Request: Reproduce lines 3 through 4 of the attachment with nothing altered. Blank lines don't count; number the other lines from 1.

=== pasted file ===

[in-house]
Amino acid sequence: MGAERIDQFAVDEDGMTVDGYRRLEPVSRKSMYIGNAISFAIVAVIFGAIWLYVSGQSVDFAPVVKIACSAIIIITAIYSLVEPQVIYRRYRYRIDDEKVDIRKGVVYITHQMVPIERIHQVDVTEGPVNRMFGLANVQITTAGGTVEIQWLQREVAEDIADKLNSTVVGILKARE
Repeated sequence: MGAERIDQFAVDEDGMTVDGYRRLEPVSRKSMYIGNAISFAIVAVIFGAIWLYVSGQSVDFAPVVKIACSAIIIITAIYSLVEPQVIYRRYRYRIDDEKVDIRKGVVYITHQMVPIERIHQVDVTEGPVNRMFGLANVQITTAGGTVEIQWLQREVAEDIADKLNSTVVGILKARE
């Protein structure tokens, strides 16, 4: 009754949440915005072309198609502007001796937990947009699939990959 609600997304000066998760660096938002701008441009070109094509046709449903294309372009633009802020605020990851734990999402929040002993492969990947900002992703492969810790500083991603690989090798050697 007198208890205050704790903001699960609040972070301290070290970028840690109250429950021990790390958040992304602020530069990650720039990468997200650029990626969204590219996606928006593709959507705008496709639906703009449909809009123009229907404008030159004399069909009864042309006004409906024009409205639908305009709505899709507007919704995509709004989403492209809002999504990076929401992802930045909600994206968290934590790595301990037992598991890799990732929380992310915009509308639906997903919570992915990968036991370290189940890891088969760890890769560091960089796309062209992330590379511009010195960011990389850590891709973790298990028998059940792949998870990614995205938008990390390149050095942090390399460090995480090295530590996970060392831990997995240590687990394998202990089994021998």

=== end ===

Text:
Repeated sequence: MGAERIDQFAVDEDGMTVDGYRRLEPVSRKSMYIGNAISFAIVAVIFGAIWLYVSGQSVDFAPVVKIACSAIIIITAIYSLVEPQVIYRRYRYRIDDEKVDIRKGVVYITHQMVPIERIHQVDVTEGPVNRMFGLANVQITTAGGTVEIQWLQREVAEDIADKLNSTVVGILKARE
């Protein structure tokens, strides 16, 4: 009754949440915005072309198609502007001796937990947009699939990959 609600997304000066998760660096938002701008441009070109094509046709449903294309372009633009802020605020990851734990999402929040002993492969990947900002992703492969810790500083991603690989090798050697 007198208890205050704790903001699960609040972070301290070290970028840690109250429950021990790390958040992304602020530069990650720039990468997200650029990626969204590219996606928006593709959507705008496709639906703009449909809009123009229907404008030159004399069909009864042309006004409906024009409205639908305009709505899709507007919704995509709004989403492209809002999504990076929401992802930045909600994206968290934590790595301990037992598991890799990732929380992310915009509308639906997903919570992915990968036991370290189940890891088969760890890769560091960089796309062209992330590379511009010195960011990389850590891709973790298990028998059940792949998870990614995205938008990390390149050095942090390399460090995480090295530590996970060392831990997995240590687990394998202990089994021998």